The latest dastardly turn in President Obama’s lawless implementation of his doomed health-care law is that he has — get this — exempted Congress. If you are following conservative news sources, you are privy to this latest outrage, which is only the latest evidence that Obama knows the law will fail and is protecting his cronies from the damage. Indignant conservatives' reactions are everywhere, including The Wall Street Journal editorial page and Byron York.
The episode described here really is a useful synecdoche for Obamacare. What it represents, though, is the toxic combination of ignorance and bad faith that has characterized the right’s approach to Obamacare.
Ezra Klein explained the reality behind this myth when it first surfaced a few months ago. Republican senator Charles Grassley introduced an amendment into the debate over the law requiring Congress and its staff to get its own insurance under Obamacare. It was a message amendment — that is, an amendment designed not to actually change the law in a way Grassley wanted but to provide the grist for a talking point for opponents of the law. The talking point would be that those fat cats in Washington are forcing their laws down yer throat but won’t live by the same laws. Democrats surprised Grassley by accepting the amendment. That’s where the trouble began.
The inherent problem is that the entire premise of the amendment is false. The premise was that Obamacare is going to wreck the whole health-care system, forcing decent Americans to lose their hard-earned employer health insurance and be herded on to grim, socialistic health-care exchanges. That is false: The law was designed to leave virtually the entire employer-sponsored health-insurance system alone and create subsidized coverage for the people who don’t get insurance through their job (or through Medicare or some other government plan) already.
So Grassley’s amendment created a situation for government workers that Republicans claimed, falsely, the law would create for everybody else: forcing them off their employer insurance and on to the exchanges. Grassley’s amendment didn’t even attempt to design a coherent way of changing health-care worker benefits, because, again, it wasn’t an attempt to reform health care for Congress and its staff — it was an attempt to furnish a talking point for Rush Limbaugh and Fox News. It yanked away the subsidized health insurance Congress and its staff get, essentially imposing a massive pay cut on those workers. Klein explained:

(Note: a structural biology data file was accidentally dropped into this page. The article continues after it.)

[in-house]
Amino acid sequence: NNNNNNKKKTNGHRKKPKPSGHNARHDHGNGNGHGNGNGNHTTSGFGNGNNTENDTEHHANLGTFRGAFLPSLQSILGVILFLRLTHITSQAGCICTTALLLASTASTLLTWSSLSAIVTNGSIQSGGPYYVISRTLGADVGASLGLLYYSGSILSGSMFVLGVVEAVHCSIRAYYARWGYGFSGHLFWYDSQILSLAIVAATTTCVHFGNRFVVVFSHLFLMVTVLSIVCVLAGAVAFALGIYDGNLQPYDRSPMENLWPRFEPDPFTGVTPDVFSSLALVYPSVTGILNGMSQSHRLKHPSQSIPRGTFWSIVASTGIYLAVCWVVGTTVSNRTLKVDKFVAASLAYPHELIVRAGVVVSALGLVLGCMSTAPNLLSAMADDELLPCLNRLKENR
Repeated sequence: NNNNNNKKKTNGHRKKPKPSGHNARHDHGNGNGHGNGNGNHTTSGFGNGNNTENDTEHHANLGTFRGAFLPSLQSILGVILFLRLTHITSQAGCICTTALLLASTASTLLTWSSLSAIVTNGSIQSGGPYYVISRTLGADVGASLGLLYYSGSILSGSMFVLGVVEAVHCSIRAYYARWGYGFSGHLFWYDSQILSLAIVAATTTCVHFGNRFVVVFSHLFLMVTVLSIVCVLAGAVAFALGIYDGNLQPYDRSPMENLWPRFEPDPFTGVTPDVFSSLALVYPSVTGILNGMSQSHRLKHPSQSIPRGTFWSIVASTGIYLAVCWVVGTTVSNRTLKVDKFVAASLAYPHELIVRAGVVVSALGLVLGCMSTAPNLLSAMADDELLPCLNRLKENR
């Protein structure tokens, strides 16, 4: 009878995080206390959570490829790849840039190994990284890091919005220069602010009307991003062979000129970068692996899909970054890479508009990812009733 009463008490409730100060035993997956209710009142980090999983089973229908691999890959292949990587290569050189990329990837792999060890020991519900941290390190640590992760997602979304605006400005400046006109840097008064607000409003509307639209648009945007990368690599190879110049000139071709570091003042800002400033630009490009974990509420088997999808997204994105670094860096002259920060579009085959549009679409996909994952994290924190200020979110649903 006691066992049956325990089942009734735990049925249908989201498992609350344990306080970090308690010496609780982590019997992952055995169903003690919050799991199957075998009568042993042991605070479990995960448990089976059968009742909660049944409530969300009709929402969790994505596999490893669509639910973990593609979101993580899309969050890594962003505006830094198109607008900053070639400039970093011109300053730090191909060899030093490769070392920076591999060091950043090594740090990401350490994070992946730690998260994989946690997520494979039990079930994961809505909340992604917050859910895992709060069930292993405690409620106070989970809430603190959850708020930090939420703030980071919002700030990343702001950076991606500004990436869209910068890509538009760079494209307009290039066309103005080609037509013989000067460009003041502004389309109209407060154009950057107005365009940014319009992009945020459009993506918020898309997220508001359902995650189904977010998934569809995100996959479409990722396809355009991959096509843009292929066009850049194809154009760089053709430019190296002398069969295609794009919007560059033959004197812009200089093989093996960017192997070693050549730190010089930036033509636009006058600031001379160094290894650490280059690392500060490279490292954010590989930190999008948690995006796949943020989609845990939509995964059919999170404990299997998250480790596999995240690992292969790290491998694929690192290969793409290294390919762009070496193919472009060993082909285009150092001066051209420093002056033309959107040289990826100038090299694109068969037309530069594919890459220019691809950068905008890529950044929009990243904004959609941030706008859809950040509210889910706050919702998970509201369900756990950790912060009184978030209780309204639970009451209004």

Large employers — defined in the law as employers with more than 100 employees — aren’t allowed onto the insurance exchanges until 2017, and only then if a state makes an affirmative decision to let them in.
But the federal government is the largest employer in the country. So Grassley’s amendment means that the largest employer in the country is required to put some of its employees — the ones working for Congress — on the exchanges. But the exchanges don’t have any procedures for handling premium contributions for large employers.
Obama’s solution to the dilemma was to administratively decide that those congressional employees would get their health care through the exchanges but that the federal government would keep up its same level of premium contributions. The law didn’t say the government could keep contributing to their health care, but it didn’t say it couldn’t either. (Law professor Nicholas Bagley explains why this move is legal.) Basically, Obama has patched up the ambiguously worded Grassley amendment and turned it into something performing the function it was supposed to serve. It puts Congress and its staff on the Obamacare health-insurance exchanges.
If you think, as Republicans do, the exchanges will be a train wreck, then Congress and its staff will soon be suffering a dire fate. But the punishment won’t be compounded by being packaged with an additional pay cut. And if you think the exchanges are likely to work out pretty well, at least in the states where the government isn’t sabotaging them, then it won’t be punishment at all.
The way conservatives are telling the story, though, is close to the opposite of this reality. York’s pithy summary is typical of the version circulating among conservative news (or news-esque) sites:
It appeared that members of Congress and their staff, who today have generous coverage through the Federal Employees Health Benefits Program, would be subject to the same treatment as millions of Americans who will seek coverage on the Obamacare exchanges. That was a future Democrats simply could not accept; when they met with President Obama last week, the first thing they did was to ask him to exempt them from their own law. He did, and now members and staff will keep their generous coverage. Everybody else will have to hope for the best.
This is, at best, a badly garbled version of reality, and at worst a completely inverted one. Why would members of Congress and their staff get “the same treatment” as Americans seeking coverage on the exchanges? The exchanges are designed for people who don’t have insurance. The notion that Obama “exempted” “Democrats” from Obamacare is just bizarre, since Congress and its staff — both parties, not Democrats — will be on the exchanges. They’re just not getting a big pay cut along with it.
What conservatives think (or say) this episode represents — Democrats in Congress refusing to accept conditions they are forcing upon regular Americans — is false. The episode is actually symptomatic of the degree to which conservative fantasies about Obamacare can actually create their own, alternate reality.